More than a year ago, I wrote a post on this very page saying that I had then discovered a great pleasure from a newly acquired habit of listening to audio books. It is time to expand on why it was so.
When I said it was a great and a pleasurable experience, it indeed was. It is much like saying, music is great. When we say music is great, we mean of course the good examples of music. There are a vast variety of noises that we can purchase from the i-Store or whatever that is people purchase their stuff from nowadays. We can not appreciate all that are for sale. I for instance completely ban noises like pop and Rap from my house and I even go as far as unfriend people who I know, enjoying that kind of stuff.
Before I get distracted the usual way and type a couple of pages about the state of music and struggle to conclude on what I started with, I want to go back to books. I spoke very highly of audio books because the ones I had in mind were those I was fortunate enough to acquire. Stephen Fry whom I quoted last time had recorded a lot of books himself and he had made a wonderful job of making those books. I also had access to a lot of content by P.G.Wodehouse recorded in sixties and seventies and I love listening to those readers again and again. I said this before and I will say it again; all those great voices that I can never forget are like the voices of my grand parents, to me at least. It is like a personal story telling experience one on one.
In a way we can compare this art to music once again. The talent that is required to make good music differs vastly in each individual and so it the ability to narrate a story in a very captivating manner. A good books is like a good composition and the quality of language used in the book is much like the beauty of the composition and the performance of the tune is the person that reads it. It takes everything to be right to make a good listening experience. I am now able to appreciate the difficulty in doing so. I have recently volunteered for a domain that maintains audio versions of free content. I initially thought that it was going to be a walk over, you sit near your computer with a software turned on, open a book and read till you need a drink of water, read again and so forth and you end up in a book in a time that would be a bit more than you need to just read it yourself. I was way too wrong, it seems to take far more time than that, especially in my case, for I do not seem to have any talent for it.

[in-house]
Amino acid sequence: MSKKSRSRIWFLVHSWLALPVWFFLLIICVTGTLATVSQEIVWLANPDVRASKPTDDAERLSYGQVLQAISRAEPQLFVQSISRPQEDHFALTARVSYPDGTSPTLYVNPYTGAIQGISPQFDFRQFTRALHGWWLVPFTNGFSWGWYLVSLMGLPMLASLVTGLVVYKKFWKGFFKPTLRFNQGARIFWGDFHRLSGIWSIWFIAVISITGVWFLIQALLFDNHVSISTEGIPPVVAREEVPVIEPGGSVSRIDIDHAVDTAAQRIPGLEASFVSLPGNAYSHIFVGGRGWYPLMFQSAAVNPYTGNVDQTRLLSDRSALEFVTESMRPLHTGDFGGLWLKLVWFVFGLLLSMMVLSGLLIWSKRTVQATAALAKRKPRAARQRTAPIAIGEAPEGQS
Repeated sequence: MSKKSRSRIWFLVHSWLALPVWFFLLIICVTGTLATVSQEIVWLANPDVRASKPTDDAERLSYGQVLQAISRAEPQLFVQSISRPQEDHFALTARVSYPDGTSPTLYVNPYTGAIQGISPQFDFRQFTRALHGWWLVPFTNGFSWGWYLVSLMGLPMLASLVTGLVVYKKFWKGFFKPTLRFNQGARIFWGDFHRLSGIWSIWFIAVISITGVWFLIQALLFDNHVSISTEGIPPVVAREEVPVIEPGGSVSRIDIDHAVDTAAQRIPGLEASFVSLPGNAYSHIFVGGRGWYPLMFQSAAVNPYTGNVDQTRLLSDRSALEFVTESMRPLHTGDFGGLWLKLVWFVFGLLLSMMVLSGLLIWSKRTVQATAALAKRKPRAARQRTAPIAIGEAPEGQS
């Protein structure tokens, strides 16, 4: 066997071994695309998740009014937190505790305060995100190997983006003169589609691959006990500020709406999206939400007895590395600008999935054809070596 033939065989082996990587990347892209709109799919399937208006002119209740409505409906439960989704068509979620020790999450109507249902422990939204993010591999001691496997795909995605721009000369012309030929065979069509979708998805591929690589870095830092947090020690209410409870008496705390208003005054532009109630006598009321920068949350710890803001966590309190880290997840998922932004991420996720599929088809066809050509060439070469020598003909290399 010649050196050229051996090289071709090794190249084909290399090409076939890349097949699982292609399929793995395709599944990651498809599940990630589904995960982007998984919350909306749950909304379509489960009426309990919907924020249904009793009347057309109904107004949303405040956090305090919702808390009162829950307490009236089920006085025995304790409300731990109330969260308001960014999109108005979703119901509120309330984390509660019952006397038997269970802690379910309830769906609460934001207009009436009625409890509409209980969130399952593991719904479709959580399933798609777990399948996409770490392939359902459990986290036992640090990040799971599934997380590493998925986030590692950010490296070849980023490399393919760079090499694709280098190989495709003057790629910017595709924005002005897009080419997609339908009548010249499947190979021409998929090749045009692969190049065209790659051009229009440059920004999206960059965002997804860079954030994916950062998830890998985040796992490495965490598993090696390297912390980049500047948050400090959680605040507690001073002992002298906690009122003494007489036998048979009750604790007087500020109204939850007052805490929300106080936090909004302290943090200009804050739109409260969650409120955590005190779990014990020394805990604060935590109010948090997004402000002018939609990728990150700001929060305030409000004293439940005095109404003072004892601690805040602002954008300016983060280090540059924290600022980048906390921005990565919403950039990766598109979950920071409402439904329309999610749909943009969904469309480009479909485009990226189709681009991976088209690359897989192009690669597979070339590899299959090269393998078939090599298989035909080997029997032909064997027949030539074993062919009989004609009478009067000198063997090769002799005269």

With a lot of effort I could record a book that people can understand. There is an uncertainty as whether it would really provide a good listening experience to the listener like I enjoyed with a lot of good audio content. That also has much to do with the choice of literature as well. I found recordings of some of the other works of Wodehouse in the public domain and all of them were done by americans, some of them it felt like were from Southern portion of the country. That is completely wrong, it entirely ruins the experience. I am an Indian and I do not want to ever record a Wodehouse book and put someone else through similar horror. Being an amateur, I prefer stories where you can do most narrations as a third person. I cannot possibly do voice acting when I read, it is so hard to do.
Last week, I tried recording some samples. When I listened to them, it felt so appalling that I could not find a full satisfactory paragraph complete without any imperfections. It is going to be one of those momentary interest a lot of which I have taken on and given up after a short while. I won’t have that little detail discourage me from purchasing a good condenser microphone. I am feeling good about it, I can use it to record music anyways.